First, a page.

• Andrew Jones, Director of Policy Analysis, CARE USA; former Program Director, CARE Rwanda.

When I wasn't speaking, I was listening intently! There's a lot of fascinating research happening today in the intersection of social entrepreneurship, economics and reconciliation.

Continue reading "The Economics of Reconciliation" »

Aliens, Yes. But Strangers?

Immigration, as an issue, reminds me a lot of capital punishment. There's a number of poor, sentimental arguments on either side, and a few genuinely good arguments on both sides.

Oddly or not, the best immigration arguments seem to exist in the space where free market economics and Christian love intersect. In general, I think that increased immigration is a good thing, so long as (1) we control our borders, (2) we encourage a Melting Pot more than the Cultural Mosaic (including strict enforcement to address gang problems), and (3) we take a minimalist approach to entitlements. Of course, we quite unfortunately do none of those things today, except perhaps address the gang problems.

Anyhow, this NRO post -- in which Richard Nadler takes on John Derbyshire (and his third degree blackbelt in TaeKwonEeyore) -- is one of the better commentaries I've read on the topic in a while.

April 06, 2009

Daily roundup

n Couples + (2 x Kids) = World - z Quality Environment

...where "n" equals current number of couples worldwide and "z" equals an unspecified but somehow measurable "amount" of environmental quality.

From Chuck Colson's BreakPoint on Friday:

In February, Jonathan Porritt, the chairman of the UK’s Sustainable Development Commission, said that couples with more than two children were placing an “‘irresponsible’ burden of the environment.”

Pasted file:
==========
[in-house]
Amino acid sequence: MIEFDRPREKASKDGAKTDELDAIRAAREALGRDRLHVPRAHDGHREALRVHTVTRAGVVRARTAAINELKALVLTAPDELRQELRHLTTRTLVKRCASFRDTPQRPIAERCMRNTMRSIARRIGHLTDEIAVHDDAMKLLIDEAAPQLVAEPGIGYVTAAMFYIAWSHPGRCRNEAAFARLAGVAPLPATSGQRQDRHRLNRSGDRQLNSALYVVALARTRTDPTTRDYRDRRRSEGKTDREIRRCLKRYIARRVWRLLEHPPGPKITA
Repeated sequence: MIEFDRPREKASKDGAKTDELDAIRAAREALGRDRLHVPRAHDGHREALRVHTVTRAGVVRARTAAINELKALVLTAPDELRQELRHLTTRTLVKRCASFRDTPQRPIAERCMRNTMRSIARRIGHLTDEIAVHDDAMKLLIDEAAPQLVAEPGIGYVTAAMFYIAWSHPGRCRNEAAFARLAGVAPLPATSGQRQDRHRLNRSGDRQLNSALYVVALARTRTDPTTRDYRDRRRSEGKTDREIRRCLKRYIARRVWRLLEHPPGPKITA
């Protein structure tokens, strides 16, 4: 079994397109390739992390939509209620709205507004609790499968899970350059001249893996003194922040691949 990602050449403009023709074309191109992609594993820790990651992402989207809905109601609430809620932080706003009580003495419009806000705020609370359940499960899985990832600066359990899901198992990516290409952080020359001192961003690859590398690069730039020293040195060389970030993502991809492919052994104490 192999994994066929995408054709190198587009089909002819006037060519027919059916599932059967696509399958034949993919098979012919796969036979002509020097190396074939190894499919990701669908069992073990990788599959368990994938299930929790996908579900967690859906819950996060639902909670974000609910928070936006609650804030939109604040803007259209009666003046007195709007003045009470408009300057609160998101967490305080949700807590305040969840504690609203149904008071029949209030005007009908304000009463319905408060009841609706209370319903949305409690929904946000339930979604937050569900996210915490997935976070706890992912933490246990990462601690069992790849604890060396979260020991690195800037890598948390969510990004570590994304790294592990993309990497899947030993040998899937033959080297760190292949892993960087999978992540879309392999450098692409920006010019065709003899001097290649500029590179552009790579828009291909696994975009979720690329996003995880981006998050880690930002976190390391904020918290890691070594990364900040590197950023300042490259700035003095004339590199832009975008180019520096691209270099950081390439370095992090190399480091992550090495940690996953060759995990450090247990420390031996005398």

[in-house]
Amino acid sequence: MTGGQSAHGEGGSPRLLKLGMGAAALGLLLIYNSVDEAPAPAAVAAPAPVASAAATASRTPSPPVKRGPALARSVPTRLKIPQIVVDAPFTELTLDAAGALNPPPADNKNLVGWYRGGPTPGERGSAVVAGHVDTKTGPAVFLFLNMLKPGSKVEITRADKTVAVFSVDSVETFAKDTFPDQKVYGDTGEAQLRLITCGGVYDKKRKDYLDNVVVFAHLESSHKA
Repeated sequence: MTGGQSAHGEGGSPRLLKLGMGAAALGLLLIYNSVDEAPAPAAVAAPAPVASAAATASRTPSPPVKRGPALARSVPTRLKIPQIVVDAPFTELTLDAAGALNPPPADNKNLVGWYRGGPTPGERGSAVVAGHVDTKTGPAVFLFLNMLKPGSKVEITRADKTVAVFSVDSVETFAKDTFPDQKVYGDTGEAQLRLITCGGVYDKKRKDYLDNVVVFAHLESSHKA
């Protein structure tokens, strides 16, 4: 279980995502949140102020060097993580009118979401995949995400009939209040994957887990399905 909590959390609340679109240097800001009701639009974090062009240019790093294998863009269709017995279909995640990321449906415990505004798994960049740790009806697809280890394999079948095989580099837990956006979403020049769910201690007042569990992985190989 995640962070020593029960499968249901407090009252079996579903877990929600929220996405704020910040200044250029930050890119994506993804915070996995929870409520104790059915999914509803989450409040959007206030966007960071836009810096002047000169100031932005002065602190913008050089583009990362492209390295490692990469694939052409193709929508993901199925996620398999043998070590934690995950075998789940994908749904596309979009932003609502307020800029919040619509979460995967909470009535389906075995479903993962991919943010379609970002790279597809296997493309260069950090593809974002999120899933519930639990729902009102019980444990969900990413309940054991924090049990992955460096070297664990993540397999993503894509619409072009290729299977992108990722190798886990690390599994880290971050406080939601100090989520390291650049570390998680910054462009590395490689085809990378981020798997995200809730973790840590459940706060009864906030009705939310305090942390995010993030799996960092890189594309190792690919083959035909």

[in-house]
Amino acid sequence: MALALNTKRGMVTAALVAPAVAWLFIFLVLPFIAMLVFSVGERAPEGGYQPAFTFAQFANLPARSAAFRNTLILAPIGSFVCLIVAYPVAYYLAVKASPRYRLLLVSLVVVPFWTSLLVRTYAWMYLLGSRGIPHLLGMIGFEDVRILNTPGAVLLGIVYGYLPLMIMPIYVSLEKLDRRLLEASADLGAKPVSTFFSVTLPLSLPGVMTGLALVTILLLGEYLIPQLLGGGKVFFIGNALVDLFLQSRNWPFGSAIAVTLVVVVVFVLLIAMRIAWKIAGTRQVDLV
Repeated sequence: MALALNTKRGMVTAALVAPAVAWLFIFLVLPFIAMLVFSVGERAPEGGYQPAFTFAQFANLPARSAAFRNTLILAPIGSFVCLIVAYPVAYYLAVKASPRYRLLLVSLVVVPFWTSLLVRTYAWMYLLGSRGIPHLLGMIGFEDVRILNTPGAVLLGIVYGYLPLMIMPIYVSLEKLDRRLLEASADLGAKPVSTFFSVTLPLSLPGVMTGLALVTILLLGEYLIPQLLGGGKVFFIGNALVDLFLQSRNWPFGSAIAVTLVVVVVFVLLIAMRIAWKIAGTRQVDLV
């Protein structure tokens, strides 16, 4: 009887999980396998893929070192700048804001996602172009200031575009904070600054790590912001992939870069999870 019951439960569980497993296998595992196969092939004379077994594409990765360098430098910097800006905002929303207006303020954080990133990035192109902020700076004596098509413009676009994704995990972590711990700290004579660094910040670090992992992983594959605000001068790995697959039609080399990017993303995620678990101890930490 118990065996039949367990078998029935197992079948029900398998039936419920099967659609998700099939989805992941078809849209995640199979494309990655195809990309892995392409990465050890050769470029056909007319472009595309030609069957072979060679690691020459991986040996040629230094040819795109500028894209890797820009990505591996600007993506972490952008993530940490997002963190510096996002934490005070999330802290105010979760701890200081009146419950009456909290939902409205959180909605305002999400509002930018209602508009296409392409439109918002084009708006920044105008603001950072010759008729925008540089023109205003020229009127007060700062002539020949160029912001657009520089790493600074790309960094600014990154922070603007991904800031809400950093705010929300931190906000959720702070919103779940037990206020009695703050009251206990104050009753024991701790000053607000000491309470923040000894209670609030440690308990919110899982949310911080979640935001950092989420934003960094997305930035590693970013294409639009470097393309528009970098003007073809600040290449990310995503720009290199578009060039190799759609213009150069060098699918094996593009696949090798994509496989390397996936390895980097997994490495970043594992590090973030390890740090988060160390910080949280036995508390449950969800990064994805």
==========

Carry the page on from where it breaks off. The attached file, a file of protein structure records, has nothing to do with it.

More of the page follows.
...[S]ix weeks later, he upped the ante: he declared that the UK must cut its population from its current 61 million to 30 million “if it is to build a sustainable society.”

Really? It's that simple? Huh, who knew? It sounds so certain and data-based, doesn't it?

Continue reading "n Couples + (2 x Kids) = World - z Quality Environment" »

April 03, 2009

What would Jesus walk on?

Ecopalm_247 The green movement has hit the second greenest Christian celebration, Palm Sunday, when fronds of green palm branches are waved by children and adults in church services only a few months after all the Christmas (or Chrismon) trees were taken down. This year, in a move that might make the Sleeths happy, a number of churches have gone free-trade with their palm fronds. Spending a few more dollars, they are buying palm fronds through a university project that promises sustainable farming and fair wages.

Gina's post on the Sleeths' book has generated a lot of discussion about the green movement and how (or if) it should intersect with our faith. What do you all think? Is the idea of free trade palms one you'd like to see in your church?